© Bibliothèque nationale de France, ms français 2680 folio 208

Battle of Agincourt (1415), Chronicle of Enguerrand de Monstrelet, circa 1470, illuminator: Master of the Chronicle of England

The Battle of Agincourt resulted in King Henry V of England's under-numbered armies' crushing victory over the French.
The cavalry was arranged behind the infantry entrenched behind the shields of the archers planted upright into the ground. The infantry opened its ranks to allow for the passage of the cavalry charging at a gallop then returned in disorder towards its own infantry in order to prepare a new charge.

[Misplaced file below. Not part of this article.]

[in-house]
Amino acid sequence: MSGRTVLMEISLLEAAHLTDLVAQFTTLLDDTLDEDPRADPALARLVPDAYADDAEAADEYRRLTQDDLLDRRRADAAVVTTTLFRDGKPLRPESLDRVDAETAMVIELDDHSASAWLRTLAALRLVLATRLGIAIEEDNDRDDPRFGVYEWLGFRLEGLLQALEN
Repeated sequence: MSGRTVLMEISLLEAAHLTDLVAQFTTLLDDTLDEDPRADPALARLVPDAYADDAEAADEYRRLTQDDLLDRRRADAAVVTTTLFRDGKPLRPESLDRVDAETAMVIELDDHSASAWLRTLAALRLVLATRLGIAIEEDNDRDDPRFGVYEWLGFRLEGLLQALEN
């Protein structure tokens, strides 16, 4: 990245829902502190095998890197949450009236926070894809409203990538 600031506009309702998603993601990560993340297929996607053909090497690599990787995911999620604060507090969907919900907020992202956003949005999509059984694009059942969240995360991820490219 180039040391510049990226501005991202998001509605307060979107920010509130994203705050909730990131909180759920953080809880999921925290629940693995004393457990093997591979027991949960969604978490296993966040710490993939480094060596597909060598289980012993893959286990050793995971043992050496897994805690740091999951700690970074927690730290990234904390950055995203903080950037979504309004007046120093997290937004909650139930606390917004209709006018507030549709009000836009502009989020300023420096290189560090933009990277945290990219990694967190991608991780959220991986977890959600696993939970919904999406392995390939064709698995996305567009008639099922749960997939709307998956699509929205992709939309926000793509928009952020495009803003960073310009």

As in Crécy, the Battle of Agincourt was marked by the victory of foot soldiers and projectile weapons over horse soldiers. It also marked the end of the supremacy of horse soldiery and the advent of ranged weapons for battle.